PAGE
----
How do you identify breath holding in a singer? For one, you can watch the ribcage and abdomen while they breathe – always ask yourself is there movement and what is the quality of it? Do this for both the inhale and the exhale. I like to assess breath while the person is just breathing, while they are speaking and while they are singing. What you may hear (you probably won’t hear all of this in one voice, but you might hear a combination of these things) is an audible intake of air, a glottal at the beginning of a word, a quality of pushing to the voice, a phrase ending with lots of vocal fry and sometimes that little puff of air coming out after they’ve finished the phrase. The person might report that their throat is sore, it feels tight and the voice just feels plain effortful. I was that person with the extra effort going on, especially at a tessitura that put me near the passaggio, D5-G5.

The solution comes from a whole body approach that uncovers stress response patterns and creates an exhalation that is free. Using awareness practices we can ask students to begin to notice their breath in stressful situations. We can all relate to watching something like a down-to-the-wire sporting event moment where we hold our breath in response, or watching a movie where a character is about to meet his untimely end and we know it is coming but he doesn’t. What do we do in those situations? We hold our breath. If they are breath holding in response to stress, simply raising their awareness and remembering to keep breathing is a huge step in the right direction.

We can begin with breathing practices of yoga to give us some information about our breathing patterns. These practices are particularly valuable when taking time to explore and assess your habits. Breath Ratio is a great place to start. Then move into extending the inhale and exhale to both be long and smooth – always staying in your pure range – where there is no pain, strain or compensation. When the body fights the extension of either, that’s your edge and you want to work within that range rather than trying to push past it.

However, I haven’t encountered too many pieces of music where you can get 2 or 3 solid measures of rests in between each phrase AND we need to be able to phonate while we exhale, not just exhale. So we have to be able to incorporate breathing and singing.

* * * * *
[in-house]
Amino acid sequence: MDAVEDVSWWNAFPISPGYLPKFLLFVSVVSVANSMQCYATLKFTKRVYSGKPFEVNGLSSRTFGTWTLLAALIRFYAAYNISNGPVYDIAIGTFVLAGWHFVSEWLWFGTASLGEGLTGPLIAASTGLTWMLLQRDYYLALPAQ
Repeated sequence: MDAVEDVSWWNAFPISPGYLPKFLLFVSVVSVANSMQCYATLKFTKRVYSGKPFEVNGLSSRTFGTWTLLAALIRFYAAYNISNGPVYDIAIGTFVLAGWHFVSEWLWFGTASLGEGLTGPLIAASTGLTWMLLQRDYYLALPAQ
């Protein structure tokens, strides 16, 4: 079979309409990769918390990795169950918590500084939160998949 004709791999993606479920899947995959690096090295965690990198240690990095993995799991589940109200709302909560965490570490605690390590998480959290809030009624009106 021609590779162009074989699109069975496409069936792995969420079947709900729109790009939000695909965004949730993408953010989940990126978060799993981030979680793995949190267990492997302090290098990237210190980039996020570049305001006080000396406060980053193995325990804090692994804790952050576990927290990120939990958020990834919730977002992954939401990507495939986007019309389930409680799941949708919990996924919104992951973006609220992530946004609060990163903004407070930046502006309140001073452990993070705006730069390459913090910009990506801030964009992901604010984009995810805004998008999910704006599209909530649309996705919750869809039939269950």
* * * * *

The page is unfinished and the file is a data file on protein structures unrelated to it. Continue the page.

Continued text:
Using a 10 minute practice that combines breath and physical motion, targeting the muscles of the torso can do wonders in liberating the breath prior to singing. Then, moving into singing phrases out of context to implement the new breathing patterns and slowly decreasing the length of time you are taking to inhale between phrases until the body can do so in a liberated way has been a solid approach for the voices I’ve dealt with.

If you are interested in exploring your breath more, set up a free 30 minute consult and let’s talk about how to get your breath flowing more freely!

Going to the Source: Using Yoga to Calm Performance Anxiety

In part one of this series we learned about the origins of performance anxiety and what the yogic perspective is on that state of mind. We now know the role the brain plays in putting us into the fight or flight stress mode and how if we stay there too long we will wire our brains to worry. In this post we’ll look at specific yogic practices and how, when in engaged in on a regular basis, they can help alleviate nerves felt around performing.

Yoga teaches us to practice awareness of our body, our breath and our mind. When we become mindful of these elements in our yoga practice, we can be mindful off the mat as well and apply them to our practice and performance. I define mindfulness as the act of maintaining a moment-by-moment awareness of our thoughts, feelings and physical sensations. It also involves acceptance, meaning we pay attention to our thoughts and feelings without judging them. When we practice mindfulness, our thoughts tune into what we’re sensing in the present moment rather than rehashing the past or imagining the future. Yoga also encourages us to connect; with ourselves, our audience and our fellow performers. If you are a spiritual person you can also work to build a connection to God or the greater Universe. Remember that we all fundamentally want the same things in life and very likely we are more alike than we are different. It can also be useful to remind yourself that people attend concerts to see you succeed, no one goes to watch you fail!

The first step in dealing with performance anxiety is becoming aware of it. Perhaps you’ve known for a while that you get nervous when you have to perform but you’ve never sat down and really looked at when those nerves hit or where you feel them in your body when they are happening. If you have a performance coming up commit to being mindful in that experience. Just observe yourself without judgement. Try saying to yourself ‘how interesting I’m _____’ (fill in the blank with whatever you notice yourself doing or feeling around that event). (N.B. This is a practice you can use anywhere – in teaching, working etc. I use it frequently when I get frustrated with my children as a way of becoming more mindful of what sets me off and how I can spend less time annoyed with them!)